The US-devised WELL Building Standard is continuing its steady march into the property industry and looking more like an incursion every week, especially given the chatter among guests on Thursday morning at Deb Noller’s Switch Automation presentation at AMP Capital HQ in Sydney.
But the most exciting thing we picked up on the day was that it’s the B- and C-grade buildings that may be able to make the most of this system, opening up the possibility that, finally, there might be a trigger that works to unlock sustainability in this stubborn sector.
But it won’t be cheap. According to feedback after our story two weeks ago, it’s a multiple of the cost of Green Star (actually it turns out it’s around $100,000 for a 40,000-60,000 square metre building, so a five-times multiple, to be precise).
- See our article WELL building standard set to storm the property world
This means that brand wise and productivity wise, it needs to deliver in spades.
Gatekeepers for WELL were not forthcoming about pricing, following our inquires, saying only that this varied “not only based on size, but there is also flexibility to include projects of different typologies”.
“The higher the square footage, the more flexibility is afforded on pricing, providing economies of scale,” a spokeswoman said.
Here’s a link where you can get a “customised quote”.
The system was developed by Delos, which “established the International WELL Building Institute, a wholly owned subsidiary of Delos, to share the WELL Building Standard globally”.
“IWBI is a public benefit corporation that was founded by Delos pursuant to a Clinton Global Initiative commitment by Delos founder Paul Scialla to improve the way people live by developing spaces that enhance occupant health and quality of life.”
So it’s got some solid credentials amid a commercial framework, and the chatter is that Sciallia is completely unabashed about that.
WELL’s executive vice president Jessica Cooper will be Sydney next week and one of the headline speakers at Philip Ross’s Worktech 2016 conference to explain why it’s worth the investment, and there will be an opportunity to quiz Scialla himself when he attends Green Cities in March.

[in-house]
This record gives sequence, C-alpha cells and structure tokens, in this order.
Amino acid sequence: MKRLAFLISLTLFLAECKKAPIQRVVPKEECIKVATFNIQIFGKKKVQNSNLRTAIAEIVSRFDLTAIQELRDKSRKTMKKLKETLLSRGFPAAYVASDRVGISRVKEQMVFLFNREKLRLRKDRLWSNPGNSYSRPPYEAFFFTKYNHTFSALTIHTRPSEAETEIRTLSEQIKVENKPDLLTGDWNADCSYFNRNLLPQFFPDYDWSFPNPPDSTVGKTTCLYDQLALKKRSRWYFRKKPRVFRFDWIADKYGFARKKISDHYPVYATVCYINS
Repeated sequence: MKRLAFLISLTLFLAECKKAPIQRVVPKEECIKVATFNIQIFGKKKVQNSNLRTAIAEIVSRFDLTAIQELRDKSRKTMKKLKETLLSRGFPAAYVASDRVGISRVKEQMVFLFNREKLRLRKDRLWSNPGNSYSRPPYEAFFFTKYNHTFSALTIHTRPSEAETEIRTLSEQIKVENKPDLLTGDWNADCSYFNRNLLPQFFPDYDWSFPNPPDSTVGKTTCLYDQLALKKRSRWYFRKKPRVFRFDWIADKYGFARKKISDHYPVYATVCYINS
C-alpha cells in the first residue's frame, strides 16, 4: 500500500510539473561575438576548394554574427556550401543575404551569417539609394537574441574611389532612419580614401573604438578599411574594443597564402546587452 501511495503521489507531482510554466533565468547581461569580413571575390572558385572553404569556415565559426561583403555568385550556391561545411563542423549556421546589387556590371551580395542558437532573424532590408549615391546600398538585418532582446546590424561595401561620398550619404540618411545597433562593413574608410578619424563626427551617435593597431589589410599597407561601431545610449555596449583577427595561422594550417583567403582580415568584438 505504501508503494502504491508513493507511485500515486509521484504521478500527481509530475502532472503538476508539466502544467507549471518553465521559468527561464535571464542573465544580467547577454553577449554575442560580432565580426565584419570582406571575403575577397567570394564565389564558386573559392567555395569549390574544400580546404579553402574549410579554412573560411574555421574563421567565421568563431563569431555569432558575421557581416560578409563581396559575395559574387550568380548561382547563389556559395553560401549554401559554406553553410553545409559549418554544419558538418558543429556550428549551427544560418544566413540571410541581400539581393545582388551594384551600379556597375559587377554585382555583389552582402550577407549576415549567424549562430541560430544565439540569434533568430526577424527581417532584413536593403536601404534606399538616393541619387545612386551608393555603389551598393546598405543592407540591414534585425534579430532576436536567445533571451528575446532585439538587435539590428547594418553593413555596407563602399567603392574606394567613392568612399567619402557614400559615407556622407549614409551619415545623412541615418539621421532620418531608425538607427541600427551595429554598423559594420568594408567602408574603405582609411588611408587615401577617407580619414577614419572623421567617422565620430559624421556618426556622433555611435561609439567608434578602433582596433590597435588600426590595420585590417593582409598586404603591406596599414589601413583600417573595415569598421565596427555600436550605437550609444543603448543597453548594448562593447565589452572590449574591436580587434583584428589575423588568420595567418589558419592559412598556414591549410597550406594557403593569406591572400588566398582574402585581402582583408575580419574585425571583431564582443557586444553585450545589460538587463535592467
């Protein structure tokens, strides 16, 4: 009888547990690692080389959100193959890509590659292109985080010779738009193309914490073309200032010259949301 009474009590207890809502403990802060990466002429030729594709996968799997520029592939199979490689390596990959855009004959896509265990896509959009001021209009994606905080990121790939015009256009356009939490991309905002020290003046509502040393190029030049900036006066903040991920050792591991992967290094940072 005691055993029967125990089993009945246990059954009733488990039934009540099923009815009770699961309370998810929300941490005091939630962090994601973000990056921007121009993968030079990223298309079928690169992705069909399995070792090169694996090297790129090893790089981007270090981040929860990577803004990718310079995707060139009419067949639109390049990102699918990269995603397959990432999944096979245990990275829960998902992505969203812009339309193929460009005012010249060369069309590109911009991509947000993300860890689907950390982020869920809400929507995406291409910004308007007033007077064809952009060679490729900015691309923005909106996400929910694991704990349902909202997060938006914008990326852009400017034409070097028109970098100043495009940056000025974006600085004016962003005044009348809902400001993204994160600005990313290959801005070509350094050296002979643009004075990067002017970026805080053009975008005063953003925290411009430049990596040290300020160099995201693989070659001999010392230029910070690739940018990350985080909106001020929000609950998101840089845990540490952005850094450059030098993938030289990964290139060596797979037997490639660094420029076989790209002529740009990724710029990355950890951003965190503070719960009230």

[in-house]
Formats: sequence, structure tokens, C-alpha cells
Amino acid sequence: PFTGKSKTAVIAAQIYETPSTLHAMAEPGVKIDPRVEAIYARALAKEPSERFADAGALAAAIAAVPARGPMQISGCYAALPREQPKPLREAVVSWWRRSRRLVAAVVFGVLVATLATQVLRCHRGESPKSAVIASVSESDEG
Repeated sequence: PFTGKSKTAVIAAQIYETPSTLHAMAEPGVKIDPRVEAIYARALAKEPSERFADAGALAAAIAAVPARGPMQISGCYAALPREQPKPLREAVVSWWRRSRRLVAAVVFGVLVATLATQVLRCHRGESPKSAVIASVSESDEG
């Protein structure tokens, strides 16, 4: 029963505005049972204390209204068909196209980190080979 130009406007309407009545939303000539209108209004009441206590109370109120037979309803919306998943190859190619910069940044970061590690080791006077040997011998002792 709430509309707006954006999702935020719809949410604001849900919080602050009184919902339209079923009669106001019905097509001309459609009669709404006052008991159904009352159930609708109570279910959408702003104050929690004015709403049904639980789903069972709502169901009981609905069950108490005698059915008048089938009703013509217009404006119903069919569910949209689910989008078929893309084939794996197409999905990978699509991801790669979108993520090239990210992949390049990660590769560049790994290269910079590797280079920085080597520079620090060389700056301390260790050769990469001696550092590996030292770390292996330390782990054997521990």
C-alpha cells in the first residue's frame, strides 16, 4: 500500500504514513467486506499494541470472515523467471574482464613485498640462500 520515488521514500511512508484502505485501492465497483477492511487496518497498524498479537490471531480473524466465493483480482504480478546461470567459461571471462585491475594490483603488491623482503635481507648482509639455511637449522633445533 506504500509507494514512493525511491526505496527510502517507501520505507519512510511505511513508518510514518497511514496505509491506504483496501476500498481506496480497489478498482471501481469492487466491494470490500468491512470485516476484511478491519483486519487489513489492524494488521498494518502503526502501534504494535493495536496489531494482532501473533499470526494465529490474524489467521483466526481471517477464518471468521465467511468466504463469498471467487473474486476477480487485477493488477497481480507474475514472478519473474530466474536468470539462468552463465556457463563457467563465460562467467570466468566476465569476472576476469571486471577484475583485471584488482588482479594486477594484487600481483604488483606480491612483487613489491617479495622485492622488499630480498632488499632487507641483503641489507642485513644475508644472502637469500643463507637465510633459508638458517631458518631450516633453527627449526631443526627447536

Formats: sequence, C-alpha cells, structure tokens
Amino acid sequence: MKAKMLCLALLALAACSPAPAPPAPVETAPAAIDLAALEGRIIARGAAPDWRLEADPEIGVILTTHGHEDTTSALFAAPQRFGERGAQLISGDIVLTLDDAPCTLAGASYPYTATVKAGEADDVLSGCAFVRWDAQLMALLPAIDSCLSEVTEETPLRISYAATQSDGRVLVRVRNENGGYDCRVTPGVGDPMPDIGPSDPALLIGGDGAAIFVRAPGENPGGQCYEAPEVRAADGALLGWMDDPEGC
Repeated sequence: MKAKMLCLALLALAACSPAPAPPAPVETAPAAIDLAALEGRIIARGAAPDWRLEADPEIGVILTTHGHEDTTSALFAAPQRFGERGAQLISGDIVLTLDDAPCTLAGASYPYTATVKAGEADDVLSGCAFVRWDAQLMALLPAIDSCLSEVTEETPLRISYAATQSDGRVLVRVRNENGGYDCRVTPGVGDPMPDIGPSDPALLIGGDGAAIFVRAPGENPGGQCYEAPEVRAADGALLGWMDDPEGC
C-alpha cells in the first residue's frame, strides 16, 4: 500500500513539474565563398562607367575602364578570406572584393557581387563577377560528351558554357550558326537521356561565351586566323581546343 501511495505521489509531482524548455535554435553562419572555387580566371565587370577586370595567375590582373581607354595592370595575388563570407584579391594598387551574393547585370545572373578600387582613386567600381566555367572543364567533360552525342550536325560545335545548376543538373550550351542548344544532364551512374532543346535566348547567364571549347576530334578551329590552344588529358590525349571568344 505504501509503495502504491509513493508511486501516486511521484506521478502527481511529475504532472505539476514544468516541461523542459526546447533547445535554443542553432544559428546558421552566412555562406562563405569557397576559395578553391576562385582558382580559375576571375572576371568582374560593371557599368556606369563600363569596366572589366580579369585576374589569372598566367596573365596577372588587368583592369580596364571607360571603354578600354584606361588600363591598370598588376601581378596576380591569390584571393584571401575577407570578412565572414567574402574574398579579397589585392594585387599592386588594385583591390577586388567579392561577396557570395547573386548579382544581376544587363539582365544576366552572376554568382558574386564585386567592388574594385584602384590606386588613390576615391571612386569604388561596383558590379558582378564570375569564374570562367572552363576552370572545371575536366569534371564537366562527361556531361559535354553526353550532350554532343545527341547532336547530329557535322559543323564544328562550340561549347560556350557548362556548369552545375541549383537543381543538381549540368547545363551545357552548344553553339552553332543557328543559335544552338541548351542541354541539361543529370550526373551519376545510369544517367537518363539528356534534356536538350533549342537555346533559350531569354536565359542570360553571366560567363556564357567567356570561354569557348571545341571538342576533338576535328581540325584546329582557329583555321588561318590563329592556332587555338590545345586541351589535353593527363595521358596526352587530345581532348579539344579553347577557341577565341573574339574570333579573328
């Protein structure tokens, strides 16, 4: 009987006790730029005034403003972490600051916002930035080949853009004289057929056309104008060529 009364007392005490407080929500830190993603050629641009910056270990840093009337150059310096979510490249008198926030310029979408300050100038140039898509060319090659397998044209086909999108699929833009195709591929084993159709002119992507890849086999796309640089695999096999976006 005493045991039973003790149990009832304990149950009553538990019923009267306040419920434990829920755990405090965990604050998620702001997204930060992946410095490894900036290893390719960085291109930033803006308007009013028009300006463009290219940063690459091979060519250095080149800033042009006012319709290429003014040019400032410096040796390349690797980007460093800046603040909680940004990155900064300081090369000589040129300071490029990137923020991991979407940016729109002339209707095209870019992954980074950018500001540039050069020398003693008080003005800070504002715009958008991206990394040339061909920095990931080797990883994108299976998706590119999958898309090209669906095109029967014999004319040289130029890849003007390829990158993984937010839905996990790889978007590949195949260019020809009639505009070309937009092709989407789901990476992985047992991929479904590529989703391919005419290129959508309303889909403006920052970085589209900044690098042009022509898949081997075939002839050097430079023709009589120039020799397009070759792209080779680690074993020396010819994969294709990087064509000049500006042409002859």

Another thing that makes it a big investment is the level of achievement required. This is no greenwash, it seems.
The most expensive challenge so far seems to be the extreme standard on air filtration that might make sense for car-dependent highly polluted cities in the US and China, but not so apposite in Australia where we already have pretty schmick “world’s best practice” air systems.
Upgrading these to the WELL standard can be pricey and the industry is asking the WELL people if the standard should be adjusted for local condition.
CBRE director, Pacific, Emma McMahon, who attended the Switch Automation event, said standards were “way over and above what’s expected here in filtration and to the level only generally seen in hospitals”.
The more powerful filtration systems then impact on energy consumption, which cascades down to the NABERS rating.
That’s something “we’re explaining to IWBI”, she says.
Among some of the more challenging requirements for the high performance air systems are negative pressurisation in a building lobby to prevent outdoor air coming inside.
This is tough for permeable buildings such as retail facilities open to the outside – in response, by the way, to years of lobbying from designers who say we should make abundant use of Australia’s generally temperate and benign air.
“Clients are pushing back. That’s not best practice in Australia and it’s about having the IWBI understand what is good quality here.”
This doesn’t mean the standard will change but there may be alternative ways to meet the required features.
B- and C-Grade property owners be upstanding – your time might now be here
Last time we wrote about WELL we nominated a swag of property owners registering or planning to register for the standard, but on Thursday we heard the names of another five or six who are in the wings.
What’s surprising is that these owners are not the top-end players.
It seems it’s the B- and the C-grade buildings that stand to reap the biggest rewards from going WELL.
Picture this: your B-grade portfolio currently attracts B-grade rents. You spend a bit on up upgrade (long overdue anyway), fork out for the WELL registration and suddenly you can charge premium rents – in a B-grade building.
McMahon confirmed our take. It’s considerably harder to extract the additional return on investment from applying WELL to a premium buildings than it is to the neglected B grade down the road, she says.
It seems a bit counter intuitive at first, but it makes sense.
Meanwhile, another guest on the day, Bruce Duyshart, who authored the book Smart Buildings, Better Experiences, and was much acclaimed as a building and systems technology wizz by Noller up on stage, said even he was challenged by the level of data tracking that WELL requires: where did the apples in the canteen come from, for instance; who says they are organic? What about the waste? Can we be sure it’s properly separated and who is measuring each component?
We’ll keep you updated on any movement in adapting the standard to local conditions.